Tuesday, July 7, 2009

Questions Surround Cash-for-Clunkers Program

AFI - We are all curious about this one.

By Byron Pope WardsAuto.com

Details of the federal government’s “cash-for-clunkers” legislation have yet to be confirmed, but a Ward’s analysis of the program reveals numerous holes and the possibility it may not boost vehicle sales significantly.

Under terms of the Car Allowance Rebate System (CARS), dealers largely will oversee implementation of an incentive that provides up to $4,500 for consumers scrapping used vehicles rated at 18 mpg (13 L/100 km) for new cars that achieve at least 22 mpg (11 L/100 km), or light trucks capable of 18 mpg or more.

Trade-ins must have been insured for the past year - (No pulling out of the backyard allowed).

One potential pitfall of the program is how dealers will provide proof the trade-in vehicles will indeed be scrapped and not wind up on used-car lots, which would negate a primary objective of taking inefficient cars and trucks off the road.

The program is tentatively set to begin Aug. 1, with final rules reportedly due by July 23.

NHTSA spokesman Rae Tyson says the agency “has a lot of details to work out,” but adds careful consideration is being paid to ensure dealers can’t exploit the program.

Potential fraud “is one reason we’re being very careful,” Tyson tells Ward’s. “In order to complete the process, (dealers) have to ensure (the vehicle is) scrapped.

Dealers must first be certified in the program. Go to http://www.Cars.gov for more information.

Following certification, a dealer accepting a trade-in would have to make proper disposal arrangements, then submit documentation to NHTSA showing the process had been handled correctly and the vehicle had indeed been scrapped.

Once NHTSA approves the documentation, the dealer would receive the refund within 10 days.

NHTSA already has warned dealers not to begin signing up customers for the program until the final rule has been released.

NHTSA says in a statement, noting violators face fines of up to $15,000 per transaction.

While NHTSA is working to ensure dealers don’t take advantage of the program, some argue most dealers wouldn’t attempt to do so even if the situation presented itself.

“Some dealers will take advantage, but if you’re going to be blatantly stealing from the government, which that would be, they're going to find out,”

Another issue yet to be addressed is how dealers would prove to NHTSA vehicles will be scrapped, as well as how the actual scrappage will be carried out, Tyson says.

In the U.K., which earlier this year launched its own cash-for-clunkers incentive plan, salvage yards disposing of vehicles must submit documentation available online, along with digital images of the destroyed vehicles, according to British salvage firm Douglas Valley Breakers Ltd.

“One (option) would be to figure out how to render the drivetrain inoperative, or at least the engine; and the other would be perhaps do something to the title to allow it not to be re-titled, or some combination (of the two),”

If the vehicle’s body is in good condition, its parts could be sold off, although NHTSA has yet to decide whether or not that would be allowed. In any case, the priority would be to render the vehicle inoperable, he says.

The program is capped at $1 billion and runs through Nov. 1, 2009, or when the funds are exhausted, whichever comes first.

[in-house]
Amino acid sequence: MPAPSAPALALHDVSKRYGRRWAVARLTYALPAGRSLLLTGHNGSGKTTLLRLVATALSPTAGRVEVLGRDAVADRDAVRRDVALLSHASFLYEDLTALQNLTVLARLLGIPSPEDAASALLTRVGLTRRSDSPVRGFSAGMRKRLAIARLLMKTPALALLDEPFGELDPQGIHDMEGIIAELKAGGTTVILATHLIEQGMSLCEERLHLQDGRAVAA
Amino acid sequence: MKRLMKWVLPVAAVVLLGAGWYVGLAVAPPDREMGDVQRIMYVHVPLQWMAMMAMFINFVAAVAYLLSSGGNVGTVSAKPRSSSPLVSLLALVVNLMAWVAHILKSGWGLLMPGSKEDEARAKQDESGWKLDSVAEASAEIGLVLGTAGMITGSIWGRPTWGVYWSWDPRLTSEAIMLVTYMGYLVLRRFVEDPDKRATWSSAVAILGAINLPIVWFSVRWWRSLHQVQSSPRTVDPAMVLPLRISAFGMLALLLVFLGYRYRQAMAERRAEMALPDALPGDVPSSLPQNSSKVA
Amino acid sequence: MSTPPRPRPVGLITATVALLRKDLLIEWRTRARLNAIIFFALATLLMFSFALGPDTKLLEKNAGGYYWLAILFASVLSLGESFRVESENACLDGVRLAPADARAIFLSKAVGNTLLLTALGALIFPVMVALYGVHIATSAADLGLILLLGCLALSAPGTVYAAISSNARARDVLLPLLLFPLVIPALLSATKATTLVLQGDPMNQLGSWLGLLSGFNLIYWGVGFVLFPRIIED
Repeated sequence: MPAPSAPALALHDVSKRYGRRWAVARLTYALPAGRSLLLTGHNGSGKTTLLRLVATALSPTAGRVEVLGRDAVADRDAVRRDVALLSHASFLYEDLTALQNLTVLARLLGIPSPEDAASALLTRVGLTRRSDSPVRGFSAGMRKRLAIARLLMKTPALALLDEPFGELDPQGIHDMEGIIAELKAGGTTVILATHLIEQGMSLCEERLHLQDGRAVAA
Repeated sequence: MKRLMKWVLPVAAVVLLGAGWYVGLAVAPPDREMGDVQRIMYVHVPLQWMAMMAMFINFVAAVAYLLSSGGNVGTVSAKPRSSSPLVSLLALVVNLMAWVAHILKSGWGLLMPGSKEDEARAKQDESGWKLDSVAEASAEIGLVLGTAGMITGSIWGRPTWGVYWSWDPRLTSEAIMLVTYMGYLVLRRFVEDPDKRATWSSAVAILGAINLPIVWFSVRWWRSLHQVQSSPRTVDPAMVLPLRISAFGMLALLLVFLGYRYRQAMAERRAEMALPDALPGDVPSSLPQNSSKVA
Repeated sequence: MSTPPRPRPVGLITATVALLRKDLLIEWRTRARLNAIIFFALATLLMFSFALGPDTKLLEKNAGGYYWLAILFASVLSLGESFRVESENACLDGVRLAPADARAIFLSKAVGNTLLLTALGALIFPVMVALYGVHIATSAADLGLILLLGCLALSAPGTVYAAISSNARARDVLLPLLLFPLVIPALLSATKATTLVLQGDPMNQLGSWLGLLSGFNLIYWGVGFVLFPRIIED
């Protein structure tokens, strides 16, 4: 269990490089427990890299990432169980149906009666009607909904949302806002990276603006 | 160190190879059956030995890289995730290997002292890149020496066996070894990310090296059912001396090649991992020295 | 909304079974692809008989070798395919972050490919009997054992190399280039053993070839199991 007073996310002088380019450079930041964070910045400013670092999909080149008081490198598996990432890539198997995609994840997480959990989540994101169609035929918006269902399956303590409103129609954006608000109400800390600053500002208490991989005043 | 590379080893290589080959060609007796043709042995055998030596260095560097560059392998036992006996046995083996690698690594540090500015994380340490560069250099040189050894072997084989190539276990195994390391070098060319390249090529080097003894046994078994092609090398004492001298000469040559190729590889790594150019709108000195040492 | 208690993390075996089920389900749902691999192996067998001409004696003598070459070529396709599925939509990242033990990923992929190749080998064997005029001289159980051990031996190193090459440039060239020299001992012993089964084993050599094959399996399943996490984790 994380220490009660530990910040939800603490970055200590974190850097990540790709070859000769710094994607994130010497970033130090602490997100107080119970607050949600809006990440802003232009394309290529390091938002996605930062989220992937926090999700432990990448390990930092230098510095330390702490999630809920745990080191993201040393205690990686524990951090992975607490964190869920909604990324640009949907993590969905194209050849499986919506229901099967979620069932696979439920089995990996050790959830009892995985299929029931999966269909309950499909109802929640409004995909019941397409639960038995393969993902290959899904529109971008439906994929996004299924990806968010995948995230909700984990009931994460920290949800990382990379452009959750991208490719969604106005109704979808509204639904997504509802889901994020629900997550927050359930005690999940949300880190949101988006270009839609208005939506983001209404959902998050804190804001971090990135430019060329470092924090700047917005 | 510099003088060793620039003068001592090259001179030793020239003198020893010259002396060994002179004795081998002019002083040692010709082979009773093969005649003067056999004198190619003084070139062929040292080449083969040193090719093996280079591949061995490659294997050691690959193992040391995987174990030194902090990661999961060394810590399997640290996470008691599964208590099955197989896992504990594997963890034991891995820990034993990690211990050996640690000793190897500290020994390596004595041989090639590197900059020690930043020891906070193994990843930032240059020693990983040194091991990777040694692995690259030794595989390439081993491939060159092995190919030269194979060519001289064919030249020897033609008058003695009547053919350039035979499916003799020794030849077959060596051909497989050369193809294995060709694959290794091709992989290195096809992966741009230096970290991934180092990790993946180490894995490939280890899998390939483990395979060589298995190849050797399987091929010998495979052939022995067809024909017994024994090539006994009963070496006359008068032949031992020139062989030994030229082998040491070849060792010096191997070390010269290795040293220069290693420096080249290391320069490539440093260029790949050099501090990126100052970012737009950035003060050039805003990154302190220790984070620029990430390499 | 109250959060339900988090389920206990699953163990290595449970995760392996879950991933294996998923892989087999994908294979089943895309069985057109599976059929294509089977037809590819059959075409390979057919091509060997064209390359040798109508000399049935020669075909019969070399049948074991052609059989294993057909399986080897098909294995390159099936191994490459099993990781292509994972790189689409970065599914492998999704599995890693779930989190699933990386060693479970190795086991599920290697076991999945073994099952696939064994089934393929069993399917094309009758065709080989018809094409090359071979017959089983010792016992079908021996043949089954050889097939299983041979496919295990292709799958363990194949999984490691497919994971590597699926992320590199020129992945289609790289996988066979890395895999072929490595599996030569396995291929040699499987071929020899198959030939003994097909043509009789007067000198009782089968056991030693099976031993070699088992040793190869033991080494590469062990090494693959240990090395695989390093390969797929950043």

If the entire $1 billion were used with an average rebate being $4,000, it would result in 250,000 additional new-vehicle sales, barely enough to impact even a down U.S. market, which last year totaled 13,493,165 units, according to Ward’s data.

In May, the U.S. seasonally adjusted annual rate was 9.9 million units. Assuming that figure holds steady, the program would result in a mere 2.5% annual sales increase. If the SAAR improves as many predict, the impact would be even less.

Although European scrappage programs have been deemed successful, it’s largely because their respective markets are much smaller than in the U.S.

Perhaps the most important question concerning the CARS program is what vehicles will qualify.

“There aren’t many cars that get 18 mpg or worse,” Wolkonowicz says. “(The program) is not going to do anything but get trucks off the road, but that’s not its intent. It is a classic example of people (writing legislation) who don’t know anything about (the industry).”

Rikess agrees most car owners won’t qualify for the program, and raises yet another question.

“Affordability is an issue for some people driving 14- (and) 15-year-old cars,” he says. “A typical family with a cash-for-clunkers car couldn’t afford a (new car) payment.”

“The problem for a lot of dealers is if this creates a stampede of traffic and hurts them when they try and figure out what kind of vehicle is eligible and there are a lot of questions from consumers,” he says. “That could eat up a lot of manpower, and the majority won’t buy a car.

“It’s just (going to result in) incremental business dealers wouldn’t have gotten,” Rikess adds. “It’s more of a green initiative than a dealer initiative. It shows politics is the real winner.”

Read the entire article at: WardsAuto.com


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1 comment:

ProfitDrivers said...

Here in BC, Canada we have a program similar to Cash-for-Clunkers http://www.scrapit.ca/index.htm It has gone through some improvements since it started over a year ago. I'm sure you would get varying comments regarding the program if you polled the participating dealerships.

Once the vehicle has been deemed a scrap, the customer is responsible to drive it to the salvage yard.

I think it's better to have a program that encourages getting older vehicles off the road than NO program. With new concepts there are always design flaws that need to be worked out but that's the same with any new business. Personally, I'm in favor of the incentive.